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  • rebecca hanlon

See No Evil, Hear No Evil, Smell No Evil.


Origanally published by https://woofbuzz.com/enrichment/see-no-evil-hear-no-evil-smell-no-evil/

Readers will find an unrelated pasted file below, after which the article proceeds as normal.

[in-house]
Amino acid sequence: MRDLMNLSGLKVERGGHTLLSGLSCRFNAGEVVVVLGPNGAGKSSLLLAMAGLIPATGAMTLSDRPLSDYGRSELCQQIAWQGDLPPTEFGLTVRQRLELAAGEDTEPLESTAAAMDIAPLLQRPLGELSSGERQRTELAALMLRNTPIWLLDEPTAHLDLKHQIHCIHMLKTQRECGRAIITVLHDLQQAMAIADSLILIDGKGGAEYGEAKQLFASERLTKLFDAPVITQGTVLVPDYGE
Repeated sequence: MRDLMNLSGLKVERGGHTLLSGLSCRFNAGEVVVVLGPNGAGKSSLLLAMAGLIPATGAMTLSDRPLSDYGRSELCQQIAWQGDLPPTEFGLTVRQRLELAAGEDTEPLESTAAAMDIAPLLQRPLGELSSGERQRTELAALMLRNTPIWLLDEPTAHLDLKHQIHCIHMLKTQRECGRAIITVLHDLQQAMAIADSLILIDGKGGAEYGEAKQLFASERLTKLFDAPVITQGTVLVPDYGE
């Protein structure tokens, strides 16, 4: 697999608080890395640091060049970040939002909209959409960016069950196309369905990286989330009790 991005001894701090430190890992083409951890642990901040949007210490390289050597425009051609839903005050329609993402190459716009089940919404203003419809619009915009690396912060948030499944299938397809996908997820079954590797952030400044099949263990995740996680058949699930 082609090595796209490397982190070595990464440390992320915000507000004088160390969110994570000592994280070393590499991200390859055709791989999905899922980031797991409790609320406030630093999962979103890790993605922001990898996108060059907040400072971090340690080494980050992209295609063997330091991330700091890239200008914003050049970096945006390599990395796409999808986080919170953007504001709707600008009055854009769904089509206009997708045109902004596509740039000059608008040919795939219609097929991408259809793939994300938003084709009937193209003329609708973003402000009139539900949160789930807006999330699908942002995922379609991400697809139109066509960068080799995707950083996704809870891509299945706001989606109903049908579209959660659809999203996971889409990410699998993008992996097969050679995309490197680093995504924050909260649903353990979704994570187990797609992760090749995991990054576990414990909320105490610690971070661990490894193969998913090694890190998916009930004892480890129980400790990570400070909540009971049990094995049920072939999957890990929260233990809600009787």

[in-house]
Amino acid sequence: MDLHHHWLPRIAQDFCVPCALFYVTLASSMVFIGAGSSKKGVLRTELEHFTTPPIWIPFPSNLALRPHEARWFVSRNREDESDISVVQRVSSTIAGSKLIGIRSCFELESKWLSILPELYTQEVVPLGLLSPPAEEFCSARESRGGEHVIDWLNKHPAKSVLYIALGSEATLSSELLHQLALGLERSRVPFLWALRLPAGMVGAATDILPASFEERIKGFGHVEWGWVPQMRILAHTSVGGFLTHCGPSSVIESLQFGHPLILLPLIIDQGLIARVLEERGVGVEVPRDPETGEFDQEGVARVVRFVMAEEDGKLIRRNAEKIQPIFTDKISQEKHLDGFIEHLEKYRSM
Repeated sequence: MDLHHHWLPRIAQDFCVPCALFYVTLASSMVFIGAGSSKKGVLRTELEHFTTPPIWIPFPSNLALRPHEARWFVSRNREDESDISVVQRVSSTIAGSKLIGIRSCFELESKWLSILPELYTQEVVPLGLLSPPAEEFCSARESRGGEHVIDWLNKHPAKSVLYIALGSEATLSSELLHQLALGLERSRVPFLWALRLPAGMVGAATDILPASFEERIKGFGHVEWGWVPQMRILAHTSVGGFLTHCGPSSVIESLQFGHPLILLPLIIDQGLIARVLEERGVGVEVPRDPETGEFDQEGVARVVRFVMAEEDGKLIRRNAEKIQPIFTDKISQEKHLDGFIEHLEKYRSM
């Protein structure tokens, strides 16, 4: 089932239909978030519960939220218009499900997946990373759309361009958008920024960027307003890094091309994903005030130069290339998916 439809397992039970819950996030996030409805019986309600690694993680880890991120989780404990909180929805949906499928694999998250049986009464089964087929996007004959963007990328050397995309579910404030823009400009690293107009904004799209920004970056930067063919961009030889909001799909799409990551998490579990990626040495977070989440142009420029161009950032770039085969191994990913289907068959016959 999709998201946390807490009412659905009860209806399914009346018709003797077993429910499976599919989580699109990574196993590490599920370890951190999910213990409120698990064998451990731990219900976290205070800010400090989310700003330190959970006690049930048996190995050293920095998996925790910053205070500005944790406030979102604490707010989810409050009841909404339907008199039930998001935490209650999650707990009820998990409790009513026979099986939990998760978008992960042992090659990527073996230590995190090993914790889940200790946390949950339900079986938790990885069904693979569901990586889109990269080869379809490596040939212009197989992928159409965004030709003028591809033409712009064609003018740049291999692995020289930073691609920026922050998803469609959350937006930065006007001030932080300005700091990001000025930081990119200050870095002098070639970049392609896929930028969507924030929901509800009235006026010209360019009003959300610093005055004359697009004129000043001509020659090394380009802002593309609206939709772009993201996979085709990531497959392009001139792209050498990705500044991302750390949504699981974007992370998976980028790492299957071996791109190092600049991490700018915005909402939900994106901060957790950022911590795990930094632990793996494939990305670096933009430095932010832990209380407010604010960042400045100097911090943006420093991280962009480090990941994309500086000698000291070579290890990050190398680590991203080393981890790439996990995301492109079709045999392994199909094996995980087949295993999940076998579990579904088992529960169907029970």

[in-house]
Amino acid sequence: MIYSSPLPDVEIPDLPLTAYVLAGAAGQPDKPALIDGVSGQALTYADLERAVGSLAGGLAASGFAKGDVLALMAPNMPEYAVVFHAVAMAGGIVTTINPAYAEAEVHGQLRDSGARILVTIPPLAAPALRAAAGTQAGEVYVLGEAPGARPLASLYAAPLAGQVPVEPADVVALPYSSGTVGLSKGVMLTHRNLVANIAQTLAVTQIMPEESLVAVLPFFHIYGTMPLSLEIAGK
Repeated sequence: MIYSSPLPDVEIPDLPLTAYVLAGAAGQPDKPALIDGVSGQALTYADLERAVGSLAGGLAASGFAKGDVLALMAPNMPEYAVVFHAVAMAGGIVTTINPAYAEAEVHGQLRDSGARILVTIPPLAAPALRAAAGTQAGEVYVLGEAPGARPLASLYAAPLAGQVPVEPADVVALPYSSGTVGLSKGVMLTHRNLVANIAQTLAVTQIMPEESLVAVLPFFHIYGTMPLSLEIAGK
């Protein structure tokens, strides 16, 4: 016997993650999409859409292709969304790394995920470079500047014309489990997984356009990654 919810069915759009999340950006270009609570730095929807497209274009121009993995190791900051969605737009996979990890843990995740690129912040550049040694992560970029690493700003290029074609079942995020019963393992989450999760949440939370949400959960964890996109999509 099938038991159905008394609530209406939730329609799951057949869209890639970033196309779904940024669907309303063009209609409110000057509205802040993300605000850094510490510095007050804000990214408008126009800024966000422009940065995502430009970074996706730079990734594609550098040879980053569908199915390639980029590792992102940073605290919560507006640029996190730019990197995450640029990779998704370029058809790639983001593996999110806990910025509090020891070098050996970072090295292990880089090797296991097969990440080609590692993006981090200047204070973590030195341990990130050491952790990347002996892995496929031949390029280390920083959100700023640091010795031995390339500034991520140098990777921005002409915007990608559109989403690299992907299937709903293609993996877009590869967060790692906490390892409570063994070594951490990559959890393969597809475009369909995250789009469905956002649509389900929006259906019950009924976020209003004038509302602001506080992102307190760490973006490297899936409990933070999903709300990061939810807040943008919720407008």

Our dogs live in a sensory world entirely different from our own. We believe the world looks, tastes, feels, smells, sounds a certain way. But it’s not the real world we see, it’s our perception of it. How often have you argued with someone about what color something is? Or how something smells or tastes? We all see the world through a different lens from one another. Our dogs might as well be in a parallel universe. Our experience of the world is very different from our canine friendsThat treat on the floor that they can’t see. That red ball in the green grass, that you can see so clearly, and yet your dog runs straight past. That cat in the bushes that you are sure they are going to notice, however, they seem blind to, until the cat makes the slightest move. Dog’s eyesight is not better or worse than ours, it’s just different. Their sight is adapted to function in dim light. Some studies show that due to this, quick changes in light conditions possibly affect dogs much more severely than humans. Those times when a dog may be struggling to go from one environment to another and we don’t know what is startling them could be light conditions. Typically, a dog’s acuity is estimated to be 20/75. This means that from 20 feet away, a dog can see an object that a human could see from 75 feet away. But, their motion detection is superior. Studies show that whilst dog’s motion detection is around 42%, humans motion detection is as low as 5%. This may explain why our dogs will sometimes walk past a cat or a squirrel oblivious to its existence and yet they can start barking and lunging at something we haven’t even seen. Dogs have also been shown to have far superior depth perception than us. Some research has shown that they may also be sensitive to ultraviolet light. Not only that, one study even shows that they may be able to perceive the earth’s magnetic field. Some suggest that they even poo in alignment with it. This possibly explains why it takes them so long to find their perfect poo spot. Their color vision is still largely misunderstood but we think that they see in mostly shades of yellow and blue. This could explain the ball in the grass. A dog’s sense of sound is also out of this world. Dogs can hear almost twice as many frequencies as humans. They can also hear sounds four times further away than we can. So when we are there wondering why our dogs are barking at ‘nothing’, or have been startled for no apparent reason, it’s worth remembering that we are severely lacking in the hearing department. The dog’s nose in actionAnd we are all aware of a dog’s amazing nose! But do we really stop and think about how this makes their perception of the world so different from ours? (See Marc Bekoffs amazing blog on Woofbuzz about scent). Going for a walk without being allowed to sniff is like us being shown a beautiful landscape with a blindfold on. Pointless. To not allow a dog to process scent, however disgusting the things they smell may seem to us, is like taking away your ability to communicate in any way with others. It’s easy to get annoyed or frustrated with our dogs when they are doing things that we don’t understand. That we often label as being bad, naughty, weird, stupid. But they literally live in a different world to us. They perceive, process, take in information in a way that can often be alien to humans. It makes you realize how remarkable they are for being able to live in our world. Busy streets, houses filled with strange smells that are unnatural and probably grotesque to our dogs. Us shouting at them for seeing, hearing smelling something we cant. When we get frustrated due to our dogs ‘strange’ behavior, just take a minute to think about how strange we are to them. *

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